I just got off the phone with my mom. Literally. And our conversation highlighted a habit of mine. I don’t know about other people, but when I’m asked a serious question about my life or future I immediately get flustered. (This is probably another reason why I have a hard time telling people that I want to be a writer.) For some reason, I get defensive, stutter and then stammer; I’m like a nervous teenager. And to overcompensate for my disconnected mumblings I keep asking, “Do you see what I’m saying?”
No! You can’t “see what I’m saying”; for one, you can’t see words. But also: I can’t even “see what I’m saying” when I’m talking like a sputtering, spastic idiot. How do I expect someone else to? See, this is how communication deteriorates.
I sure wish I had an intern who is hearing impaired again.
Eyebrows are furrowing. I know it. Questions are being asked. What did she say? And is that even politically correct? (You read it right and yes, it is.)
So, last summer I worked with probably the intern superstar of all interns. (You can nominate others, but I will summarily deny them.) She is masterful with a spreadsheet, plus sarcastic and crass at all the right moments. She also happens to be hearing impaired. Having never worked with anyone who was hearing impaired before, I had no idea how our communication would develop.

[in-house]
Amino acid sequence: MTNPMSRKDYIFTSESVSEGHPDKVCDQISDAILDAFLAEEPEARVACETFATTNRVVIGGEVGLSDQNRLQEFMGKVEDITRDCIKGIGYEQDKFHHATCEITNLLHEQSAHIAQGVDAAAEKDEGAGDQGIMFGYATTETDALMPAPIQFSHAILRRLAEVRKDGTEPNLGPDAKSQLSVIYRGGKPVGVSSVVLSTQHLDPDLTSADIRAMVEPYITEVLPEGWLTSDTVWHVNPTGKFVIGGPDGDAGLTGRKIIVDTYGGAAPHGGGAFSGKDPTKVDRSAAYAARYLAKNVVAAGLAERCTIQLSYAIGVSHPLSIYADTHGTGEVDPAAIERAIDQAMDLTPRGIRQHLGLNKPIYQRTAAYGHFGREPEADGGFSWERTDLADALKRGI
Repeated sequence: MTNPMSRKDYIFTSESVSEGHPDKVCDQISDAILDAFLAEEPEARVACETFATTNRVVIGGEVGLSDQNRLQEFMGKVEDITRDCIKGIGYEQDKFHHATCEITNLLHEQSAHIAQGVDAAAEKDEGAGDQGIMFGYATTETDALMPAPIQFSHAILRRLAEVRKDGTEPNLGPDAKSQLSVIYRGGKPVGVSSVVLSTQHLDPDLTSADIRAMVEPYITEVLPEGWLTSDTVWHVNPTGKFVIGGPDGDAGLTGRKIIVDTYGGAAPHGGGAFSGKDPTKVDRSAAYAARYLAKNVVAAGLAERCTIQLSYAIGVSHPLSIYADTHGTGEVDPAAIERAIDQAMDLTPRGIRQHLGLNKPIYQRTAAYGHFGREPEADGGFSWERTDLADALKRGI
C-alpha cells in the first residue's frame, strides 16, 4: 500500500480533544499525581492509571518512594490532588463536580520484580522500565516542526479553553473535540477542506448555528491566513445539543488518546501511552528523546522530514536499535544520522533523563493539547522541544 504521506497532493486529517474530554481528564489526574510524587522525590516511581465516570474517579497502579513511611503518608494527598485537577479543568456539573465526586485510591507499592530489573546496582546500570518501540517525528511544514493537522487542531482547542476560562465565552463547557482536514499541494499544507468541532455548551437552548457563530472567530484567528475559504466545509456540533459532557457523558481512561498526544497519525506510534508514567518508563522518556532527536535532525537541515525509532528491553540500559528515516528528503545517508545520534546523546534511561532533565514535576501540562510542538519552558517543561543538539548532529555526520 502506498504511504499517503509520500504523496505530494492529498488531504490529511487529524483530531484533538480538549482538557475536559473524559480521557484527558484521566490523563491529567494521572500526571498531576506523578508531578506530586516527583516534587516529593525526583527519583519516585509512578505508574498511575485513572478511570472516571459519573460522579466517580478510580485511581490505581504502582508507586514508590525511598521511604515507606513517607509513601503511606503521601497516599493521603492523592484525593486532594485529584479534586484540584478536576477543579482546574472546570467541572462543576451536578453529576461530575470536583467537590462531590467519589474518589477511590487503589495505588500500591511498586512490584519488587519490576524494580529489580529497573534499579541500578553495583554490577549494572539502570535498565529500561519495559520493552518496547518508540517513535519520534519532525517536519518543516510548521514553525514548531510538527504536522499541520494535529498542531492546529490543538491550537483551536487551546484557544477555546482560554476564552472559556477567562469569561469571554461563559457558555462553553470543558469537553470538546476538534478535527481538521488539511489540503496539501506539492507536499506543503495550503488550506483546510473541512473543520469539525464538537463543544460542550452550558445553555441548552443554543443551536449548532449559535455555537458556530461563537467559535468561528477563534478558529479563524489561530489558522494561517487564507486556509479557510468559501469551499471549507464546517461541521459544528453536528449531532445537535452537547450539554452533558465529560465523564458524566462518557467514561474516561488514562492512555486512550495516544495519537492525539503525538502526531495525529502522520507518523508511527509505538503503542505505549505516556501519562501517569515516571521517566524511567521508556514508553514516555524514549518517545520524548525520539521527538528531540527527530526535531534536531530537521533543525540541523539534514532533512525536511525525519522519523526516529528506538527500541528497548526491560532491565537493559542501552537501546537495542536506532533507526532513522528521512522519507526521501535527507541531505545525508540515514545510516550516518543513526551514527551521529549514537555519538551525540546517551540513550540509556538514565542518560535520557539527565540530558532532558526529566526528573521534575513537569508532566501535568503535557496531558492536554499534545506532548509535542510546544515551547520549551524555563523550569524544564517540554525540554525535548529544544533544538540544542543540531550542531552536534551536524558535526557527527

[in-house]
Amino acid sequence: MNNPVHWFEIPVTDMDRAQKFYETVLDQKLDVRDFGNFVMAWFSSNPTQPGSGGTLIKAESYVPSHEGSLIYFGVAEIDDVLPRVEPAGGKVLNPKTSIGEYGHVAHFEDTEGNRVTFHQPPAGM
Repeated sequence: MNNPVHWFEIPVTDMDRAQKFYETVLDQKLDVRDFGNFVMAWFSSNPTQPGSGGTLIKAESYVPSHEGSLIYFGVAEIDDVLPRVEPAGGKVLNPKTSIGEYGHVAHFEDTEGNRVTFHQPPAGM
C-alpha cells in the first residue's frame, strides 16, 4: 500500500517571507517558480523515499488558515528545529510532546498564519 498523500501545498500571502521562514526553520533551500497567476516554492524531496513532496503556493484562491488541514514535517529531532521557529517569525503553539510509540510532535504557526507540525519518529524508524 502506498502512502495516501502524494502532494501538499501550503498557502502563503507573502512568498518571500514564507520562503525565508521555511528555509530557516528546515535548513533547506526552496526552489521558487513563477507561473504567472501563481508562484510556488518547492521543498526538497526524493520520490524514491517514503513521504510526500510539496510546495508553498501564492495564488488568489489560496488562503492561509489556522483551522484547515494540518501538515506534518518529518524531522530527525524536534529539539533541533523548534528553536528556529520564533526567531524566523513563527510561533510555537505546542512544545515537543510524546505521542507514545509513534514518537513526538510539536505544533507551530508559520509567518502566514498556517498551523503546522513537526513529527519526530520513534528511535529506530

However, through working with her, I soon learned a very instructive lesson. (She reads lips and has voice.) One day, she came up to my desk to ask a question. I was in a frenzy over something and turned to stand in front of her so that we could talk. But I was chomping on a mouthful of Skittles, waving my hands, and trying to talk to her using sounds that are entirely indecipherable if you read lips. She looked at me like I was out of my mind. I took a breath and said, “You have no idea what I just said, do you?”
She pursed her lips and shook her head, “No.”
And at this moment I fully realized how communication is stifled by agitation or anticipation. If I want to talk to someone in a way that is going to produce results or advance a conversation, I need to be clear. And I am clearest when I am calm and confident in what I want to say. I think that this is especially important during times of transition because during transition is when I rely on others more. I need assistance from them. And I am responsible for communicating how they can help and what I need.